Per the New York Times the Chicago Climate Exchange (CCX) has finally closed their doors for good as of December 31, 2010. However, Porky Pig was not seen saying “th-th-th-that’s all folks!”
As usual it seems they have hope that everybody will get stupid again and give them another shot at it. Why? Well, while Congress has said no to cap & trade as have the Japanese, it seems the greentards in places like California are giving them hope.
I’d liken it to fishing. You can cast a lure out and reel it in and watch 10 fish totally ignore it, 5 fish look it over close and swim off, but there’s always one or two if the dumber ones who will take the bait. California is like one of those dumb fish.
Calif. keeps hope alive
But California’s recent moves toward mandatory emissions trading is breathing new life into the market. RGGI officials are also in talks to reform their system. And CCX officials say that although they’ve closed their contractually binding trading platform, they aim to leverage their relationship with some of the nation’s largest companies to revitalize the voluntary carbon market, while maintaining their dominant position as the largest host of trading in a variety of environmental commodities.
It gets even funnier. We all know that if you’re going to spend the kind of money it takes to start a carbon trading firm that you expect it to be a money-making business. At least I’d think anyone with a brain would. But, now that CCX has fallen flat on its face, it seems the warmer excuses are coming out of the woodwork.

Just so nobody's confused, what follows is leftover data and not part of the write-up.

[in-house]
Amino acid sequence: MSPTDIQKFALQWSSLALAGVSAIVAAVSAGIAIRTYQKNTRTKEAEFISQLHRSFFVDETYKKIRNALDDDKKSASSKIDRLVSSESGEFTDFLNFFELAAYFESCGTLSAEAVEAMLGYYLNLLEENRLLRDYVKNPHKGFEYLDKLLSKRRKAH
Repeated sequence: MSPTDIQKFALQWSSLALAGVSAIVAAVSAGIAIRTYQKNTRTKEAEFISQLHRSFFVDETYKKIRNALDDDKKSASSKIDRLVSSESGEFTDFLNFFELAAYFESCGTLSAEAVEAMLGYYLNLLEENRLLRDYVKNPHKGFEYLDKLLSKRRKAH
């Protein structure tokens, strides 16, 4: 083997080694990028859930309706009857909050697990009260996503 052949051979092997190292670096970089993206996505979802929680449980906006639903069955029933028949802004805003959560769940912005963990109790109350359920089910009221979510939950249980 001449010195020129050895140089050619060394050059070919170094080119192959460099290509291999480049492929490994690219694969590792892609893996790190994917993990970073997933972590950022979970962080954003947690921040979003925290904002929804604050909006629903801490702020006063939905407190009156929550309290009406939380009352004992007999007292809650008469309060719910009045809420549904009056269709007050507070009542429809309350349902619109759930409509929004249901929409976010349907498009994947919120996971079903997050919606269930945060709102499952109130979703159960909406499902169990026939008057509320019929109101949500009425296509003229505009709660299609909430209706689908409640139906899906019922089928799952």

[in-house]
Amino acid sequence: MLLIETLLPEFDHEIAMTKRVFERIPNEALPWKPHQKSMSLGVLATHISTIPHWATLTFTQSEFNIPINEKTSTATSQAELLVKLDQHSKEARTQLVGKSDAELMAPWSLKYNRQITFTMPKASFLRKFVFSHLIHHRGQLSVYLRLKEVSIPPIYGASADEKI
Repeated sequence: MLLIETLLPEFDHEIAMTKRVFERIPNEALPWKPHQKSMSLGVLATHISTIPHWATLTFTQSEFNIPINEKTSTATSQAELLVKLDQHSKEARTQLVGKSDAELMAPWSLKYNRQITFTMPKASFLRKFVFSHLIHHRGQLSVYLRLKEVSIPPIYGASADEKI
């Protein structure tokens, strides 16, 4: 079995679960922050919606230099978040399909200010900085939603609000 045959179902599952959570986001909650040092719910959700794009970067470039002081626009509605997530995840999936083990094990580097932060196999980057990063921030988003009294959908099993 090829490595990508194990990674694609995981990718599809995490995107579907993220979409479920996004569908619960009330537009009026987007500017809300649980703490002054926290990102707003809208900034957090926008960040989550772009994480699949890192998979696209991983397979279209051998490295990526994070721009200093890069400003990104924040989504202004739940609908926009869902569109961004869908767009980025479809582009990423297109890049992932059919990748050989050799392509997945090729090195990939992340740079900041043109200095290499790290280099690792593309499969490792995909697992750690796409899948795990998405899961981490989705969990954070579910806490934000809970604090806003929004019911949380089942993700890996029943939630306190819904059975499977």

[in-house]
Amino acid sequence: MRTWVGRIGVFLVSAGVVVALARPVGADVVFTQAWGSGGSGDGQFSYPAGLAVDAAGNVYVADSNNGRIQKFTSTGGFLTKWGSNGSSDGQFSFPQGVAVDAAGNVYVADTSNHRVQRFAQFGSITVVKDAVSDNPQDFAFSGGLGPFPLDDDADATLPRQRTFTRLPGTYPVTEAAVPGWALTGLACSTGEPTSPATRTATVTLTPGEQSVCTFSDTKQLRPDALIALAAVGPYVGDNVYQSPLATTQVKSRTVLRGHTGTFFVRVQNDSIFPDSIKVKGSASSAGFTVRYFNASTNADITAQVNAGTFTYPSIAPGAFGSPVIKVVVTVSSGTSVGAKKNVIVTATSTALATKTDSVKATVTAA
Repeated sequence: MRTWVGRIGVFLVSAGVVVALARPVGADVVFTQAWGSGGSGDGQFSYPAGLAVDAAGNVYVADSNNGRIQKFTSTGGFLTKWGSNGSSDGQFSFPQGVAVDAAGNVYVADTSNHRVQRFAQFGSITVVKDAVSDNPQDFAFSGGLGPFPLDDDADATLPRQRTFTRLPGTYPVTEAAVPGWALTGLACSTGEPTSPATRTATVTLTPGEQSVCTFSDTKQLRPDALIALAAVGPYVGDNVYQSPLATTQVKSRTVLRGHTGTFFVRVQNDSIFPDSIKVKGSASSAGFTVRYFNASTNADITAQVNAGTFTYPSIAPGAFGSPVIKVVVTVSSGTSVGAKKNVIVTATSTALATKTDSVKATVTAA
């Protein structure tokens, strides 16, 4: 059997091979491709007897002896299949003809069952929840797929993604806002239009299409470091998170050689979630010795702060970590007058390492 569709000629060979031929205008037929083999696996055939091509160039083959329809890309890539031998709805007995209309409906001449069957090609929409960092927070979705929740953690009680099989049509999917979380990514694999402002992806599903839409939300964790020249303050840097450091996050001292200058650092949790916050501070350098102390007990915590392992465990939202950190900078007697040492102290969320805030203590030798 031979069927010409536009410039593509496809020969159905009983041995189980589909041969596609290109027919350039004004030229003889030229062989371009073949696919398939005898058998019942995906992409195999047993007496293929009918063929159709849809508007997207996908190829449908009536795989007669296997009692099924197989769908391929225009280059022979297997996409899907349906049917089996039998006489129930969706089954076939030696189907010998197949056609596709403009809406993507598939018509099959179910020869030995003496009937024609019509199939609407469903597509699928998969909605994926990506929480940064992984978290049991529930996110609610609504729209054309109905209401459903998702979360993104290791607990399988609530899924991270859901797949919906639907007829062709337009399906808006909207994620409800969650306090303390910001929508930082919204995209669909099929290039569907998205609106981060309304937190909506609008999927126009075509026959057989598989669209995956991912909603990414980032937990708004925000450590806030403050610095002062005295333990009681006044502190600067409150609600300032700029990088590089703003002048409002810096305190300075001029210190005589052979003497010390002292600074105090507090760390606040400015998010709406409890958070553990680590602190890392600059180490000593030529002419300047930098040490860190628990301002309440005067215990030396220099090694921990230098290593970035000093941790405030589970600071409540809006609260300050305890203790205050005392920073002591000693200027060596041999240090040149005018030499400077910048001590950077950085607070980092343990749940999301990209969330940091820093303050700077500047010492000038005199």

“The point was to get companies familiar with allowances and trading, and how to do that and how to use offsets and exchange them on a platform. And that has all been accomplished,” said Lisa Zelljadt, an analyst at the carbon market research firm Point Carbon. “So with the advent of mandatory programs like RGGI and now California … the sort of experimental value of CCX as it was is over.”
Funny how the point suddenly changed from making money to getting “companies familiar’ and that now it was only an experiment. Laughable indeed.
I do like how they call them “CFI’s.” Might stand for ‘Complete “F***ing Idiocy in my book. If the aforementioned wasn’t enough for you here’s more on why I made that remark.
CFIs once traded as high as $7.50 per metric ton of CO2-equivalent emissions, but as of last Friday, the exchange trading price was just 5 cents, the same price they’ve been at for more than a year.
“Quite frankly, the market has pretty much collapsed,” said James Hugh, who handles CCX transactions for the utility PSEG. “There really isn’t all that much to do there.”
Yes, the price is at a whopping 5 cents per ton. A real money-maker, eh? Collapse? I’d say more like a nuclear explosion.
You can read all the other blithering and excuses at the source link below, but the bottom line is FAIL! That’s also next on the agenda for California thanks to AB32 and the support of the Gentardnator. More CO2 Insanity.
Source: New York Times